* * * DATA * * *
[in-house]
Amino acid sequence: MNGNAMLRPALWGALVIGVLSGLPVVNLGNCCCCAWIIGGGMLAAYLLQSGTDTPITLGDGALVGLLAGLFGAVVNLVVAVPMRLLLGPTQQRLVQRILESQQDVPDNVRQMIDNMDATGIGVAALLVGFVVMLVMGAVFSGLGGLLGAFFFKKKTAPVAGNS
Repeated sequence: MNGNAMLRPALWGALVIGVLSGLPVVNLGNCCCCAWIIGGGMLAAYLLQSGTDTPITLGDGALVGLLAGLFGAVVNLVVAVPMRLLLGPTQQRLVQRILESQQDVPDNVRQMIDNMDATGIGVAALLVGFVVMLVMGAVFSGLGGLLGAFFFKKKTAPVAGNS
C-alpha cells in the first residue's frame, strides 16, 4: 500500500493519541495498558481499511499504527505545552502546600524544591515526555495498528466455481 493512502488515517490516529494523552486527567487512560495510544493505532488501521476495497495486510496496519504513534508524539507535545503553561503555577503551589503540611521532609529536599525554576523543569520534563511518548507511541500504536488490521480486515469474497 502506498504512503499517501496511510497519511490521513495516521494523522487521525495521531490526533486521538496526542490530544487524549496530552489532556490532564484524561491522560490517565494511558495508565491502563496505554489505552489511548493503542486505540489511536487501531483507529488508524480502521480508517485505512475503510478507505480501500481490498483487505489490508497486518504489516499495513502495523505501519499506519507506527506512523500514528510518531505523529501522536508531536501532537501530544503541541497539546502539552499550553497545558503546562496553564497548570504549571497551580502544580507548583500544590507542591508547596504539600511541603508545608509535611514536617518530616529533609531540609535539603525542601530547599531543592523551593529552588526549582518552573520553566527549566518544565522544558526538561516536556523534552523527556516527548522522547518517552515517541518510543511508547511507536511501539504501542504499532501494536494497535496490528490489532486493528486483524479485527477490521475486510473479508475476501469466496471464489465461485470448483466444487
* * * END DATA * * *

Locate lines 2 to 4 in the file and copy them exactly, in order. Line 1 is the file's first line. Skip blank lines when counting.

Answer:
Amino acid sequence: MNGNAMLRPALWGALVIGVLSGLPVVNLGNCCCCAWIIGGGMLAAYLLQSGTDTPITLGDGALVGLLAGLFGAVVNLVVAVPMRLLLGPTQQRLVQRILESQQDVPDNVRQMIDNMDATGIGVAALLVGFVVMLVMGAVFSGLGGLLGAFFFKKKTAPVAGNS
Repeated sequence: MNGNAMLRPALWGALVIGVLSGLPVVNLGNCCCCAWIIGGGMLAAYLLQSGTDTPITLGDGALVGLLAGLFGAVVNLVVAVPMRLLLGPTQQRLVQRILESQQDVPDNVRQMIDNMDATGIGVAALLVGFVVMLVMGAVFSGLGGLLGAFFFKKKTAPVAGNS
C-alpha cells in the first residue's frame, strides 16, 4: 500500500493519541495498558481499511499504527505545552502546600524544591515526555495498528466455481 493512502488515517490516529494523552486527567487512560495510544493505532488501521476495497495486510496496519504513534508524539507535545503553561503555577503551589503540611521532609529536599525554576523543569520534563511518548507511541500504536488490521480486515469474497 502506498504512503499517501496511510497519511490521513495516521494523522487521525495521531490526533486521538496526542490530544487524549496530552489532556490532564484524561491522560490517565494511558495508565491502563496505554489505552489511548493503542486505540489511536487501531483507529488508524480502521480508517485505512475503510478507505480501500481490498483487505489490508497486518504489516499495513502495523505501519499506519507506527506512523500514528510518531505523529501522536508531536501532537501530544503541541497539546502539552499550553497545558503546562496553564497548570504549571497551580502544580507548583500544590507542591508547596504539600511541603508545608509535611514536617518530616529533609531540609535539603525542601530547599531543592523551593529552588526549582518552573520553566527549566518544565522544558526538561516536556523534552523527556516527548522522547518517552515517541518510543511508547511507536511501539504501542504499532501494536494497535496490528490489532486493528486483524479485527477490521475486510473479508475476501469466496471464489465461485470448483466444487